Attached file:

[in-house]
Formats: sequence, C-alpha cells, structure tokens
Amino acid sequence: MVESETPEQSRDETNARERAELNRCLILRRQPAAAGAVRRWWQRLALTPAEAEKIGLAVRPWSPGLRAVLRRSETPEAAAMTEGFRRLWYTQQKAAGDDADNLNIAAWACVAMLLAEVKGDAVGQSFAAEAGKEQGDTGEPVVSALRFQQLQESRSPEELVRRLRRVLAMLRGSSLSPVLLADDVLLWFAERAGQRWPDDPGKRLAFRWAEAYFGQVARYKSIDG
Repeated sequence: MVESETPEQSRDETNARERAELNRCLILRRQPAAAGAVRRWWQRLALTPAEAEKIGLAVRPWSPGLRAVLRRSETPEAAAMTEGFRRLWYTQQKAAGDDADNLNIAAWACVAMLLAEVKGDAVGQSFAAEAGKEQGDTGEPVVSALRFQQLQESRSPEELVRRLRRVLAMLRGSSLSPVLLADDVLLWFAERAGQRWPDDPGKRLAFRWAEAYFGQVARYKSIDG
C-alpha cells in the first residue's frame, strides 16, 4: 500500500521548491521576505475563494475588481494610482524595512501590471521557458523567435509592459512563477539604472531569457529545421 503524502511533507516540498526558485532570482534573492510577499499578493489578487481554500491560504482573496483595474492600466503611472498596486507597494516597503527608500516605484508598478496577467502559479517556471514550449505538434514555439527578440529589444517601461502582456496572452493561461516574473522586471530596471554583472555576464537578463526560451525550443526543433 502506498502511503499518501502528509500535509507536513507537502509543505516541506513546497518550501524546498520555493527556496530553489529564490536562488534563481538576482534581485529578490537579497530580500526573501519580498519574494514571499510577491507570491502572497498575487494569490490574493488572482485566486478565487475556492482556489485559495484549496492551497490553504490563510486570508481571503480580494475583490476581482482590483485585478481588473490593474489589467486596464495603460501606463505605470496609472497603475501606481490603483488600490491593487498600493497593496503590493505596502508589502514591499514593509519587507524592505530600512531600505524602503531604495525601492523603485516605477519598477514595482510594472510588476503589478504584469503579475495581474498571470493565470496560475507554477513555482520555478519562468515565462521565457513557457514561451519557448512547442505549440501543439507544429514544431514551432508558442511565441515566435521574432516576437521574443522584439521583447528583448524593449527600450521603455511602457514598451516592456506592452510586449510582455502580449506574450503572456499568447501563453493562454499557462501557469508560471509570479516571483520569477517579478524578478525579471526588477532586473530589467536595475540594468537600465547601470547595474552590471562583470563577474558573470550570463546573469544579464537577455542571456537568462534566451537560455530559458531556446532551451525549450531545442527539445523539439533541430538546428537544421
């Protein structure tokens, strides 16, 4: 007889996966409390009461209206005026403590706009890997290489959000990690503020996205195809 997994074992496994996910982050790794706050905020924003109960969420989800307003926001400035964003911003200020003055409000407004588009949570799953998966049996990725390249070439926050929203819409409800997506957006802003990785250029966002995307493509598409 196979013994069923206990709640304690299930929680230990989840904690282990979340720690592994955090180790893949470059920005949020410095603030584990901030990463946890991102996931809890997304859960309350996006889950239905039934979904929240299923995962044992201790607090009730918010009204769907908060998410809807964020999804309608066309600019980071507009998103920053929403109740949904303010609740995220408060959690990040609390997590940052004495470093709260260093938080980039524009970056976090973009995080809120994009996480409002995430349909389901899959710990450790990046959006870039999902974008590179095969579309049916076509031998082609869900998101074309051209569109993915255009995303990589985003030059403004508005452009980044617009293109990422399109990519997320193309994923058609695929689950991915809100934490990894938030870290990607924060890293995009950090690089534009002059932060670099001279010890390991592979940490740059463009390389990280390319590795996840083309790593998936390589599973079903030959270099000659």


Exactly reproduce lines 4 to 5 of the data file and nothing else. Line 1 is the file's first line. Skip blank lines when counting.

Repeated sequence: MVESETPEQSRDETNARERAELNRCLILRRQPAAAGAVRRWWQRLALTPAEAEKIGLAVRPWSPGLRAVLRRSETPEAAAMTEGFRRLWYTQQKAAGDDADNLNIAAWACVAMLLAEVKGDAVGQSFAAEAGKEQGDTGEPVVSALRFQQLQESRSPEELVRRLRRVLAMLRGSSLSPVLLADDVLLWFAERAGQRWPDDPGKRLAFRWAEAYFGQVARYKSIDG
C-alpha cells in the first residue's frame, strides 16, 4: 500500500521548491521576505475563494475588481494610482524595512501590471521557458523567435509592459512563477539604472531569457529545421 503524502511533507516540498526558485532570482534573492510577499499578493489578487481554500491560504482573496483595474492600466503611472498596486507597494516597503527608500516605484508598478496577467502559479517556471514550449505538434514555439527578440529589444517601461502582456496572452493561461516574473522586471530596471554583472555576464537578463526560451525550443526543433 502506498502511503499518501502528509500535509507536513507537502509543505516541506513546497518550501524546498520555493527556496530553489529564490536562488534563481538576482534581485529578490537579497530580500526573501519580498519574494514571499510577491507570491502572497498575487494569490490574493488572482485566486478565487475556492482556489485559495484549496492551497490553504490563510486570508481571503480580494475583490476581482482590483485585478481588473490593474489589467486596464495603460501606463505605470496609472497603475501606481490603483488600490491593487498600493497593496503590493505596502508589502514591499514593509519587507524592505530600512531600505524602503531604495525601492523603485516605477519598477514595482510594472510588476503589478504584469503579475495581474498571470493565470496560475507554477513555482520555478519562468515565462521565457513557457514561451519557448512547442505549440501543439507544429514544431514551432508558442511565441515566435521574432516576437521574443522584439521583447528583448524593449527600450521603455511602457514598451516592456506592452510586449510582455502580449506574450503572456499568447501563453493562454499557462501557469508560471509570479516571483520569477517579478524578478525579471526588477532586473530589467536595475540594468537600465547601470547595474552590471562583470563577474558573470550570463546573469544579464537577455542571456537568462534566451537560455530559458531556446532551451525549450531545442527539445523539439533541430538546428537544421